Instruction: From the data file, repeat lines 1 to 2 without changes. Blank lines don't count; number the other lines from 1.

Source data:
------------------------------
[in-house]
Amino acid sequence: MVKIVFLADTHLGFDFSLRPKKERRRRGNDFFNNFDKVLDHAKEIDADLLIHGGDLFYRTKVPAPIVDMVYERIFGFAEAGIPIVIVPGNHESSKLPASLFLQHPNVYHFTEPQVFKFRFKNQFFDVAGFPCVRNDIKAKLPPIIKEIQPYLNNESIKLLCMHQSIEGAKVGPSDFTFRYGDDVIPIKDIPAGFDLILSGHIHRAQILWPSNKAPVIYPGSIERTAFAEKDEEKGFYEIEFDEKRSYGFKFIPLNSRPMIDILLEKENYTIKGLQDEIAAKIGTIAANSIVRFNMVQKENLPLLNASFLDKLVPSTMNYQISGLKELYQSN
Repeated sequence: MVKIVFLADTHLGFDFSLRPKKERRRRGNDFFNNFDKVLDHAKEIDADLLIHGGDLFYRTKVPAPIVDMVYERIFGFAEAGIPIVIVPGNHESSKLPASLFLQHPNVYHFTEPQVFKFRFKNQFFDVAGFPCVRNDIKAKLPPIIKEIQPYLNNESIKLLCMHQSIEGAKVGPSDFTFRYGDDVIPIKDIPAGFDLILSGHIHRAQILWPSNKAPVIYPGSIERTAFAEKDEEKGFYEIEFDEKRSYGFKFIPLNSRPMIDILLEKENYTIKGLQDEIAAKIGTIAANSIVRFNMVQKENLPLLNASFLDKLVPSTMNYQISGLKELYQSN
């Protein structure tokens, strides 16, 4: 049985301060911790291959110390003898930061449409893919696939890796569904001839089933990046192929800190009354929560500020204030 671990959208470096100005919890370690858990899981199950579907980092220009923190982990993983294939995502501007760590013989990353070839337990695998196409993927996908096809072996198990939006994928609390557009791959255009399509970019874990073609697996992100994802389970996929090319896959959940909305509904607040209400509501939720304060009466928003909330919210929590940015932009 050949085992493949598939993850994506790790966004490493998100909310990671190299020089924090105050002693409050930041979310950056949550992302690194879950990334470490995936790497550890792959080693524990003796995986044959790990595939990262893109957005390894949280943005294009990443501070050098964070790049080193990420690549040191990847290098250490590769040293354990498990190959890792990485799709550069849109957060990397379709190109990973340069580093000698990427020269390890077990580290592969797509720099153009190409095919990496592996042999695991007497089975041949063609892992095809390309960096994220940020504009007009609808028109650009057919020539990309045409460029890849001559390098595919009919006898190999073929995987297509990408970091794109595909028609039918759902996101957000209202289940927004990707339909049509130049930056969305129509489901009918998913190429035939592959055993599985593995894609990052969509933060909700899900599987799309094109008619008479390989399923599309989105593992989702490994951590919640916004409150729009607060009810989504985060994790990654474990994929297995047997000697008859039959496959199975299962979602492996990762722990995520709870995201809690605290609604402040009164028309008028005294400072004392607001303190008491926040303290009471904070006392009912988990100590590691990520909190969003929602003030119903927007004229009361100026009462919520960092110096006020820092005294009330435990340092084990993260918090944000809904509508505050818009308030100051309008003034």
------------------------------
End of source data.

[in-house]
Amino acid sequence: MVKIVFLADTHLGFDFSLRPKKERRRRGNDFFNNFDKVLDHAKEIDADLLIHGGDLFYRTKVPAPIVDMVYERIFGFAEAGIPIVIVPGNHESSKLPASLFLQHPNVYHFTEPQVFKFRFKNQFFDVAGFPCVRNDIKAKLPPIIKEIQPYLNNESIKLLCMHQSIEGAKVGPSDFTFRYGDDVIPIKDIPAGFDLILSGHIHRAQILWPSNKAPVIYPGSIERTAFAEKDEEKGFYEIEFDEKRSYGFKFIPLNSRPMIDILLEKENYTIKGLQDEIAAKIGTIAANSIVRFNMVQKENLPLLNASFLDKLVPSTMNYQISGLKELYQSN